In my Research in Learning Design and Technology course the professor asked that I examine two or more big ideas that could become part of a framework for my professional role and problems of practice I might encounter at work.
The four principles of CARP: Contrast, Repetition, Alignment, and Proximity Contrast—If two things are not the same make them really different Contrast means difference, and although difference sounds quite simple it is crucially important to the way we notice things. Humans scan a scene looking […]
Please listen to the lesson and practice speaking. Pause and practice until you feel comfortable with the words. 이 대화를 듣고 말하기를 연습하세요. 말하기가 편할 때까지 멈추고 연습하세요.
Please listen to the lesson and practice speaking. Pause and practice until you feel comfortable with the words. 이 대화를 듣고 말하기를 연습하세요. 말하기가 편할 때까지 멈추고 연습하세요.
Please listen to the lesson and practice speaking. Pause and practice until you feel comfortable with the words. 이 대화를 듣고 말하기를 연습하세요. 말하기가 편할 때까지 멈추고 연습하세요.
This is a digital story which I produced for my Learning With Digital Stories course at CU Denver. I used ScreenFlow to produce it and hosted in on Vimeo. It is not connected to my focal theme for the class which was using digital storytelling to teach EFL. I instead decided to create a story which describes my decision to stop consuming animals and how I arrived at that decision.
My Response to: “The Intelligence of Emotions: Philosopher Martha Nussbaum on How Storytelling Rewires US and Why Befriending Our Neediness Is Essential for Happiness”
This week I couldn’t resist focusing on emotions and truth. These two issues boiled to the surface due to the recent heated debates concerning fake news, whatever that means, and the harm which is done by those producing it; that is those who sacrifice the […]
While searching the StoryCenter’s YouTube channel for recently uploaded digital stories I encountered “Ghost Dance.” Early into watching Tommy Orange’s digital story, I connected it with Dee Brown’s (1971) seminal book “Bury My Heart at Wounded Knee: An Indian History of the American West” which […]
I enjoyed reading this piece by Lambert (2012) and learned a good bit from it. In this course, I have been viewing and responding to digital stories. I have also been researching what can be learned through digital storytelling. And through my journey, I have […]
Today, I’m responding to K’s digital story “The Story of my Story” and this feels right, as today is the day after the US presidential election. I stumbled across this story some weeks ago but at the time I felt its message was too serious […]
A short alternative media item that I produced using Plotagon. This was an assignment for my Producing Media for Learning Course at the University of Colorado Denver.
This week I turned my attention towards philosophy and the issue of focusing the mind and improving one’s sustained attention. Due to my refocusing, I critiqued and wrote a response to the digital story “Eastern Philosophy: Wu Wei” which I
The digital story “Eastern Philosophy: Wu Wei” is hosted the on School of Life’s YouTube channel. I first encountered this channel when I was attempting to decipher the philosophy of Friedrich Nietzsche for an undergraduate philosophy course. The School of Life produces short videos wherein they endeavor to explain philosophical concepts that one can employ to improve their quality of life. I’ve found these short videos quite valuable in introducing a subject, or concept, that is otherwise often difficult to grasp. They describe themselves in the following extract from their website, “The School of Life is devoted to developing emotional intelligence through the help of culture. We address such issues as how to find fulfilling work, how to master the art of relationships, how to understand one’s past, how to achieve calm and how better to understand, and where necessary change, the world.” Ambitious goals indeed, but the contemporary philosopher and author Alain de Botton certainly understood the challenge of sharing his “philosophy of everyday life” when he co-founded the school.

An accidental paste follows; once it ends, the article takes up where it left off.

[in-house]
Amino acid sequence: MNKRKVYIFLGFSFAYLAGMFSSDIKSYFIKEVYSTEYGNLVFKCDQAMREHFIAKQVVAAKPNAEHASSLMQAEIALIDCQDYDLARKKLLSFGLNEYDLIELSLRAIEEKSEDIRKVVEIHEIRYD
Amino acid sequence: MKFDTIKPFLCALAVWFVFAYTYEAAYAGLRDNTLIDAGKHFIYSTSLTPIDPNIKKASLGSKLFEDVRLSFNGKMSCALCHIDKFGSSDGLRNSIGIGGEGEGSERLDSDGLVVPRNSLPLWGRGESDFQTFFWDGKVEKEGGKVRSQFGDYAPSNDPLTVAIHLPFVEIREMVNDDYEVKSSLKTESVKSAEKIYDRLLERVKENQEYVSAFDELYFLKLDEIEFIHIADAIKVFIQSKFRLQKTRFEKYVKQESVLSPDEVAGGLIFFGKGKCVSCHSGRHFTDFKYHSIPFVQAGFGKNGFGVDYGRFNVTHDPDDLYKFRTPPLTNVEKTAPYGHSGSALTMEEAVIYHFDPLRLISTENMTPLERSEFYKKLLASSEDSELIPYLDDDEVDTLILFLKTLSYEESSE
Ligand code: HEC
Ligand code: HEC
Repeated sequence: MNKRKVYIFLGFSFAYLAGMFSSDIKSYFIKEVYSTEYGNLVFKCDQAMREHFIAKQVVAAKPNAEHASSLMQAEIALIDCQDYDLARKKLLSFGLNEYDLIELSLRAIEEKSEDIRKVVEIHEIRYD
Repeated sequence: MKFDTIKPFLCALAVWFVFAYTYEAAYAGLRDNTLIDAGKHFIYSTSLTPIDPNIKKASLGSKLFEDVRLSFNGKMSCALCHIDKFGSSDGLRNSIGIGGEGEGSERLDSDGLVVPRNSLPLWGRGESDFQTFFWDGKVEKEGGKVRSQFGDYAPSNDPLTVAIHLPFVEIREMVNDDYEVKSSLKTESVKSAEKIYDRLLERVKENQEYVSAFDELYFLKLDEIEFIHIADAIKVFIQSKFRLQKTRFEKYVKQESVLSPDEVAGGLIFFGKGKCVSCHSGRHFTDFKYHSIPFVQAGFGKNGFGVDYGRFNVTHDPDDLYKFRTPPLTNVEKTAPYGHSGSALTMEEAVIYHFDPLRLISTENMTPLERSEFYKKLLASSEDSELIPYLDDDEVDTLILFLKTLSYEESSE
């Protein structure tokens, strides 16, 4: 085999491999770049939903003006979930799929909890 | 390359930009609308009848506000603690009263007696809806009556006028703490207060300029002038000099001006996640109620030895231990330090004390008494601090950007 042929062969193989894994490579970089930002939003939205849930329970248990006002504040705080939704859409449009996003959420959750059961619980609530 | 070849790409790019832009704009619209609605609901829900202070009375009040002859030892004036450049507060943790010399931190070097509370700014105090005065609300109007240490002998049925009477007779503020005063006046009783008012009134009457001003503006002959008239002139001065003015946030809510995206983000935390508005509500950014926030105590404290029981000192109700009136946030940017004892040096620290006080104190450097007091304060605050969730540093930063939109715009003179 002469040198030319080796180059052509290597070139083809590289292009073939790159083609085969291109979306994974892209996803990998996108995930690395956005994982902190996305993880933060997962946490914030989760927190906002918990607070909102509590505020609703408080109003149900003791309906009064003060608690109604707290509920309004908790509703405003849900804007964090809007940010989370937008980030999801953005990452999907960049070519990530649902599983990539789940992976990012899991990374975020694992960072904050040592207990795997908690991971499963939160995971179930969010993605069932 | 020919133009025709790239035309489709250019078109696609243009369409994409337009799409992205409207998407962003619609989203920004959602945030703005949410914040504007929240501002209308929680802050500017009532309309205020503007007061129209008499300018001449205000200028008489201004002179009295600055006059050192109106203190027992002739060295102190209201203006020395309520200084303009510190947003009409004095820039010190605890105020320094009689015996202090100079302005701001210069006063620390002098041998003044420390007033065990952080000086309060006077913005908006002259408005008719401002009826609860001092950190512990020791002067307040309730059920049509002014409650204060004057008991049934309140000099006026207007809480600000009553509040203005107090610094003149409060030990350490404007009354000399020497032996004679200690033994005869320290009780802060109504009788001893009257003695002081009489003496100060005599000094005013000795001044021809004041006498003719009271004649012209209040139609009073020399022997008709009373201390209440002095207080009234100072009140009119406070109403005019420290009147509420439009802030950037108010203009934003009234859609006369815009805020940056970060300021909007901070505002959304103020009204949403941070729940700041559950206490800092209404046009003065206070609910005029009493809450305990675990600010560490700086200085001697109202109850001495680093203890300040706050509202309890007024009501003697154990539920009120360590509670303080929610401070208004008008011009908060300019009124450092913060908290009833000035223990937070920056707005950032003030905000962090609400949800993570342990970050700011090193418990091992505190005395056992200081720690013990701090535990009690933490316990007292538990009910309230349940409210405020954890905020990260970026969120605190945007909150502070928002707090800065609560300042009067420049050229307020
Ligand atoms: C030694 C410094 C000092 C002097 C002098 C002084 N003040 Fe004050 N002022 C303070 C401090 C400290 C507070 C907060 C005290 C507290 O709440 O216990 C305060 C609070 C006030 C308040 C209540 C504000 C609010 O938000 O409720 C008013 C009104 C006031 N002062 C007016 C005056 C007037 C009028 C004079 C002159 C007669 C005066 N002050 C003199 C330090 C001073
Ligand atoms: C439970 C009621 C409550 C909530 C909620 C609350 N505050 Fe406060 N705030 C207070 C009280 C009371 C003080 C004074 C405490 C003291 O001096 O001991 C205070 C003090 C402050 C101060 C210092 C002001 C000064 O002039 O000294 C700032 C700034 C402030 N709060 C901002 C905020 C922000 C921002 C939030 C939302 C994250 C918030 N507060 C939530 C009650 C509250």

In this digital story de Bottom tackles the natural Chinese philosophy of Lao Tzu and focuses on the widely misunderstood concept of “wu wei.” The direct translation of the Chinese term wu wei is non-doing or doing nothing, which is at the root of its misunderstanding by many in the West. As de Bottom explains this is not an “… invitation to relax or fall into laziness or apathy…” but instead a call to the “noblest kind of action.” Wu wei is a vitally important concept in Daoism (often transliterated as Taoism) and invites one to follow the way, which is the Dao. Dao is the core concept of Daoism and is described in the following passage from the Dao De Jing, which entwines wu wei and the Dao, “The way never acts, yet nothing is left undone.” Wu wei advises a flowing natural action, as a stream might gently flow its course and around any natural obstacles it encounters, like boulders, and yet it flows on while eroding the obstacle.
It advises one to be naturally aware, as others act frantically and then lightly adjust one’s actions accordingly, so as not to react. Acting with purpose, and to be at peace while engaging in frenetic activity so that one can employ their skill and perform the task with optimum efficiency. It also invites us to abandon egotistical ideals that we might be tempted to force too violently on the world and instead focus on the true needs of the situation. No war on anything, but a natural awareness of, and unity with, one’s environment, through a reduction in one’s rigidity while flowing with one’s spiritual momentum. Change will come, like the gentle stream eroding the boulder.
I find much to value in Eastern philosophy and have studied it for many years, both formally and informally, although I don’t consider myself an expert. And yet, when it comes to wu wei, I argue that de Bottom understands, and furthermore, does a superb job of describing this confusing, yet simple, and very important concept. The story is narrated by de Bottom who again demonstrates his skill at storytelling while explaining difficult philosophical concepts. The story is professionally produced and the evidence of this is in the engaging images, theme music, and pacing. The text remains on screen long enough to afford one the opportunity to reflect on it, without disrupting the pace. Another quality production from The School of Life!